She did however crack at one point and admit Edward was in “secondary examination”. Secondary examination is one of those brilliantly meaningless terms that implies “special treatment”. Was he having a heart attack? Had he been turned away at the border? It was such inhumane disinterest that had laid the foundations for the killing of Robert Dziekanski. I waited in utter ignorance of the proceedings, but at least she did assure me that he would be informed of my presence.

Meanwhile, here was what was going on behind the scenes.

Having secured the chocolate admission, the officers did a full search of Edward’s possessions. Irritated at their continuing failure to find anything of interest they decided to do a swab procedure on his baggage. Edward’s profile and demeanour of a wholly innocent traveler was clearly evidence of his guilt – over something.

How the system followed the Federal Privacy Act’s principles of purpose specification and proportionality by elevating a chocolate admission to a drugs swab is beyond me. It stretches “just cause” and “reasonable suspicion” to a level I could not have contemplated.

In any event, they discovered traces of cocaine. Then the system went into hyperdrive.

“Traces of cocaine” might sound terrifying, but it is worth remembering that cocaine traces are found in ninety percent of US banknotes  and even in the air across several Italian cities As I write this blog I can be reasonably certain I have cocaine traces all over me. And I don’t even get invited to the sort of parties Edward gets invited to.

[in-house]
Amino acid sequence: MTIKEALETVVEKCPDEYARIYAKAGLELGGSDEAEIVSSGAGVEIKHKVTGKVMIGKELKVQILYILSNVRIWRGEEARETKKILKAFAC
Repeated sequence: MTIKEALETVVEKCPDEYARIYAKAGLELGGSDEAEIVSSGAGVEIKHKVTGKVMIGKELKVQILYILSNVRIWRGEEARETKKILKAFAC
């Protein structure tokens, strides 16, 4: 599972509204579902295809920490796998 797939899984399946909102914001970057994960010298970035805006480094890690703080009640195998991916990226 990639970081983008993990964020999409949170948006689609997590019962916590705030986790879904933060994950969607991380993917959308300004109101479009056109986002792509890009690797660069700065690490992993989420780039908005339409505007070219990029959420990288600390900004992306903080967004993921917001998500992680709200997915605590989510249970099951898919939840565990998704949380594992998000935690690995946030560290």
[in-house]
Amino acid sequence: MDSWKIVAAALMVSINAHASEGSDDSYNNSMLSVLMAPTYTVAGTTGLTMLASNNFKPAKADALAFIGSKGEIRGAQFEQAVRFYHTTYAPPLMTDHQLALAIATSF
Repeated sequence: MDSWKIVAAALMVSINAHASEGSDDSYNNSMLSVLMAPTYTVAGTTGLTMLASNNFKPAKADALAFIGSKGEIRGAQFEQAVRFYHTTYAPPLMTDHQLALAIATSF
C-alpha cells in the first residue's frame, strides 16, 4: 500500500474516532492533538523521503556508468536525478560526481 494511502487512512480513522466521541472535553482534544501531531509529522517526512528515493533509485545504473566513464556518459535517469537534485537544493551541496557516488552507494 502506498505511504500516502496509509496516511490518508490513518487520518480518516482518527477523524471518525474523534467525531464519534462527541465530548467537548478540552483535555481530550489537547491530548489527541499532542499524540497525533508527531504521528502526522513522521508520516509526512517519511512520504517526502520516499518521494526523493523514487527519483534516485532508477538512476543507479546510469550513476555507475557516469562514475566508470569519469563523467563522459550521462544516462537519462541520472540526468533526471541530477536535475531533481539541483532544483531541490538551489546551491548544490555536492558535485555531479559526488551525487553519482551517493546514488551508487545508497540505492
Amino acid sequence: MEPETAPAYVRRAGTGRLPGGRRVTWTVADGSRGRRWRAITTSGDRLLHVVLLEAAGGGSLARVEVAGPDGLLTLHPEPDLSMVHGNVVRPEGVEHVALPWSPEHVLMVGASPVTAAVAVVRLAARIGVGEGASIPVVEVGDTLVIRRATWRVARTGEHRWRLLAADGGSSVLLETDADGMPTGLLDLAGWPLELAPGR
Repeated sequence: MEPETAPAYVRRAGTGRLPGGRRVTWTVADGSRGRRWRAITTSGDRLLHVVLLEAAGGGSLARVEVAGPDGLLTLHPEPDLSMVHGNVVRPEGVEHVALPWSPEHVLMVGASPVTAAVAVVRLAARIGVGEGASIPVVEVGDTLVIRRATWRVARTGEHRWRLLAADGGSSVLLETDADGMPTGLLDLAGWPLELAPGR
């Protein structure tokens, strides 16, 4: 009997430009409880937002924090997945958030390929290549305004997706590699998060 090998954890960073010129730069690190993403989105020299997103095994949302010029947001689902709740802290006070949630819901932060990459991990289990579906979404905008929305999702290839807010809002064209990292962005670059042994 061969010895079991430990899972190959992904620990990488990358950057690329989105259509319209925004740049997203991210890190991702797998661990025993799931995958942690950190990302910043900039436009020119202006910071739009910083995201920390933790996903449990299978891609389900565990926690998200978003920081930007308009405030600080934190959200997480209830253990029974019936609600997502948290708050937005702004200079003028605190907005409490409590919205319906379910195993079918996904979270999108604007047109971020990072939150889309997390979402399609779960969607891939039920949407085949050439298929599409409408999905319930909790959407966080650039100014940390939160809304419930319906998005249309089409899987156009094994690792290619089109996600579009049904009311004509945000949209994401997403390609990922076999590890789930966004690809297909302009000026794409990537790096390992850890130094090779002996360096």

The officials microscopically inspected Edward’s belongings, then they told him to strip – piece by piece like some macabre pole dance – and minutely inspected all his clothes. Then they went through the contents of his computer. That in itself should set alarm bells ringing in the ears of anyone who cares about proportionality and just cause.

Still having discovered absolutely nothing of interest apart from the traces, they went medical.

Ordering him to part his buttock cheeks he was required to do a sort of weird Cossack dance in front of them, before having to perform various acts like lifting up his scrotum. You get the picture I’m sure.

In the end, there was nothing to be found. And in return they did not even offer an apology or an utterance of regret over what had happened.

The Superintendent did however tell Edward on his way out that I was waiting. What on earth would the Federal Privacy Act have to say about that!